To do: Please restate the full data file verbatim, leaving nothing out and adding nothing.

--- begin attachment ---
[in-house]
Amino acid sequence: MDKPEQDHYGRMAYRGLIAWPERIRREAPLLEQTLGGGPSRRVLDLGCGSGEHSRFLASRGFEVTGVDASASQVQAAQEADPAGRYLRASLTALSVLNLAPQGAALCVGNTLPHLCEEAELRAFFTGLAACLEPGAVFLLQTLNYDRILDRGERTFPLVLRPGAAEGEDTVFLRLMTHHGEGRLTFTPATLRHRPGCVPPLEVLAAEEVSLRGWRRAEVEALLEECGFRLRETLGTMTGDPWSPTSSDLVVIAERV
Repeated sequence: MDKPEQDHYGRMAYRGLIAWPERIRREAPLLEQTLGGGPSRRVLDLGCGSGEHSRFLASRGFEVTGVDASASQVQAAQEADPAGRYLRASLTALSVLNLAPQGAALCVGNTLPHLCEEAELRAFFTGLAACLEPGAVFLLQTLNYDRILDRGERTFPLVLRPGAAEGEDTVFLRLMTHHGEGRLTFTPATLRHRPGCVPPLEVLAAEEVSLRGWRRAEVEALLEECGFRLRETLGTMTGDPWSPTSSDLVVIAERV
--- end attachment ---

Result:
[in-house]
Amino acid sequence: MDKPEQDHYGRMAYRGLIAWPERIRREAPLLEQTLGGGPSRRVLDLGCGSGEHSRFLASRGFEVTGVDASASQVQAAQEADPAGRYLRASLTALSVLNLAPQGAALCVGNTLPHLCEEAELRAFFTGLAACLEPGAVFLLQTLNYDRILDRGERTFPLVLRPGAAEGEDTVFLRLMTHHGEGRLTFTPATLRHRPGCVPPLEVLAAEEVSLRGWRRAEVEALLEECGFRLRETLGTMTGDPWSPTSSDLVVIAERV
Repeated sequence: MDKPEQDHYGRMAYRGLIAWPERIRREAPLLEQTLGGGPSRRVLDLGCGSGEHSRFLASRGFEVTGVDASASQVQAAQEADPAGRYLRASLTALSVLNLAPQGAALCVGNTLPHLCEEAELRAFFTGLAACLEPGAVFLLQTLNYDRILDRGERTFPLVLRPGAAEGEDTVFLRLMTHHGEGRLTFTPATLRHRPGCVPPLEVLAAEEVSLRGWRRAEVEALLEECGFRLRETLGTMTGDPWSPTSSDLVVIAERV